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Most Useful Color Filter Ever!

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#1 Enceladus96

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Posted 24 June 2022 - 02:27 AM

What is the most useful color filter (#) you've ever used and on what object? I know they have different uses depending on the number/color but I wanna know which color filter blew you away for a certain use. 


Edited by Enceladus96, 24 June 2022 - 02:30 AM.


#2 Notdarkenough

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Posted 24 June 2022 - 04:37 AM

I like a nice green for collimation. Maybe Red on Mars? Personally, I sold the Red and just use my Baader Neodymium M&SG instead. And Green, which is nice for collimation, has been replaced by MetaGuide!  After a version of this question gets posted at least monthly, I have observed most responding posts prefer newer filter tech than the super-old school single color glass. It is why they are so cheap, relatively. 



#3 russell23

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Posted 24 June 2022 - 04:58 AM

The Wratten 21 Orange filter really makes features pop on the Moon. 



#4 Traveler

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Posted 24 June 2022 - 05:23 AM

"but I wanna know which color filter [Wratten #] blew you away for a certain use."

 

For me: Not a single one...

 

If the wording were a little less definite, such as which one helped a little, my answer would be different. Then i would say a #23A for Mars and a # 58 as a less expensive version of the Baader Continium filter.



#5 happylimpet

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Posted 24 June 2022 - 05:39 AM

Wr47 violet on venus to see cloud features. Blue on Mars to see clouds and ice. Red on mars to see surface markings beautifully.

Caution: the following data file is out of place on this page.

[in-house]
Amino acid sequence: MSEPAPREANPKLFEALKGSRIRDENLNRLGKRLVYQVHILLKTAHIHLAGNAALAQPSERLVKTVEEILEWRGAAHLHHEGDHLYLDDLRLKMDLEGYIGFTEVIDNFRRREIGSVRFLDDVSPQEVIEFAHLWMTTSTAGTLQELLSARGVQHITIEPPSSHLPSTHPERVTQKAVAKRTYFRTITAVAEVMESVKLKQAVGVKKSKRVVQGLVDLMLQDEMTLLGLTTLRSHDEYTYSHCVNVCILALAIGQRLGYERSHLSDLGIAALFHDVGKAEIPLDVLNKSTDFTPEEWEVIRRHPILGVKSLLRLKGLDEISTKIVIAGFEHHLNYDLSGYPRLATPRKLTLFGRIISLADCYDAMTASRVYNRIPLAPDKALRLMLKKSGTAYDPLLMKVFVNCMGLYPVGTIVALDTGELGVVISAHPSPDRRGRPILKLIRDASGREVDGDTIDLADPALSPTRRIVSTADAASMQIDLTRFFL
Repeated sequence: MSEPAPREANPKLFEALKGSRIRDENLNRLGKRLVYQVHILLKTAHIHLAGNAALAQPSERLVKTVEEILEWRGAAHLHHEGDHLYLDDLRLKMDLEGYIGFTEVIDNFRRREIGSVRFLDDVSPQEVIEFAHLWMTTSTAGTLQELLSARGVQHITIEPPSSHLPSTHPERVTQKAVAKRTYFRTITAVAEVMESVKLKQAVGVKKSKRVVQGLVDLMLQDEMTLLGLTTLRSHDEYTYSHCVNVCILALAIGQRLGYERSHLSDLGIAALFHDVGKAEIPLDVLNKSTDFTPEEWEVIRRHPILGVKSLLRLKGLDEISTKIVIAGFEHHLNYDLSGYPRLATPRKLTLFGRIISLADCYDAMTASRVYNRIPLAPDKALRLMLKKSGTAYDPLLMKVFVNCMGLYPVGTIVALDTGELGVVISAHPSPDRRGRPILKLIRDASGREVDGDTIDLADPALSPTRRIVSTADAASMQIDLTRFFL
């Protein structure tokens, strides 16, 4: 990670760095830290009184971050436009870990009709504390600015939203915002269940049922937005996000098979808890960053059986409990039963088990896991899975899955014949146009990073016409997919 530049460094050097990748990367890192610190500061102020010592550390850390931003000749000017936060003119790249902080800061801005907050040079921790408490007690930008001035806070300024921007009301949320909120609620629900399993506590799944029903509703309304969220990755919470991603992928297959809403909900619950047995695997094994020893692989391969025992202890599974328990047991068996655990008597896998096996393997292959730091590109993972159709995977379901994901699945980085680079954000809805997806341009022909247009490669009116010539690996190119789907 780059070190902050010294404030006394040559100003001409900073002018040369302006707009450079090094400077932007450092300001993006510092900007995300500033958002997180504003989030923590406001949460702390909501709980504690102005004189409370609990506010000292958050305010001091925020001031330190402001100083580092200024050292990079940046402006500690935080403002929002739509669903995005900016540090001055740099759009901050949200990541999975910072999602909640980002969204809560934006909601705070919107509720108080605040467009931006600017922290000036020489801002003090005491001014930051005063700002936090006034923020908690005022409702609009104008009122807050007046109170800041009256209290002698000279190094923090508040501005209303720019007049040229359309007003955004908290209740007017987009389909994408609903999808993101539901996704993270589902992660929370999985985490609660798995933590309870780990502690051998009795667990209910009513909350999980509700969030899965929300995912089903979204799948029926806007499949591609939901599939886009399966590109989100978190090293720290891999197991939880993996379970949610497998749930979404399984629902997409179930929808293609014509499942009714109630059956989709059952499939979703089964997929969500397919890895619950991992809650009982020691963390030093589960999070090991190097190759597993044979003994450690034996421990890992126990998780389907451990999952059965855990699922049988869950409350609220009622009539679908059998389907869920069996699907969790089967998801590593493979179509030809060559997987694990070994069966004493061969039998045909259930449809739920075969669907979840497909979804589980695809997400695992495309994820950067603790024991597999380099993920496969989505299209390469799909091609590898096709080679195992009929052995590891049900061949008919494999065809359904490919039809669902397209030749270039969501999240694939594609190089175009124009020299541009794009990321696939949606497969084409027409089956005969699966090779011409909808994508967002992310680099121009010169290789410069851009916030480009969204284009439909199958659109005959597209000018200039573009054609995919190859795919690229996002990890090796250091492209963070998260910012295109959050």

#6 Shinzawai

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Posted 24 June 2022 - 09:53 AM

Don't think "blew away" would be appropriate to describe any visual filter performance, especially not "wratten RGB" ones.


Edited by Shinzawai, 24 June 2022 - 09:53 AM.


#7 happylimpet

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Posted 24 June 2022 - 10:16 AM

Don't think "blew away" would be appropriate to describe any visual filter performance, especially not "wratten RGB" ones.

I was pretty blown away by seeing clouds on Venus with the Wr47! And the other Mars experiences described!



#8 Starman1

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Posted 24 June 2022 - 11:19 AM

What is the most useful color filter (#) you've ever used and on what object? I know they have different uses depending on the number/color but I wanna know which color filter blew you away for a certain use. 

#30 Magenta on Mars.

But after using a Baader Contrast Booster filter, which was better than the #30, the only color filter I still use

is a #56 green for collimation of my 4" apo.



#9 BlueTrane2028

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Posted 24 June 2022 - 11:40 AM

I've got pretty much all of the commonly available Wratten filters, more as a "because I could" than a "because I need them."

Generally, the lightest possible version of each color is the one that appeals to me the most.

The ones that come in a 4 color pack are way too dark.



#10 Enceladus96

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Posted 24 June 2022 - 12:18 PM

#30 Magenta on Mars.
But after using a Baader Contrast Booster filter, which was better than the #30, the only color filter I still use
is a #56 green for collimation of my 4" apo.


Yeah I still have not used the Contrast Booster on mars yet but I honestly thought it did great on Saturn. The cloud bands seemed more easily visible.

#11 erin

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Posted 27 June 2022 - 07:29 AM

The #8 yellow believe it or not. I had tried the #12 yellow and couldn’t stand the strong yellow shift. I picked up a #8 for almost nothing just for kicks and was surprised at how subtle the color shift was. The features on Jupiter popped nicely and the disk looked a bit warmer in tone but not yellow. It’s my go-to for planetary and lunar, though I like to compare it with the Baader M&S and the Baader CB. 


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#12 Gabby76

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Posted 27 June 2022 - 09:55 PM

B+W FL-D filter (photographic filter) works great on Mars and quite well on Saturn and Jupiter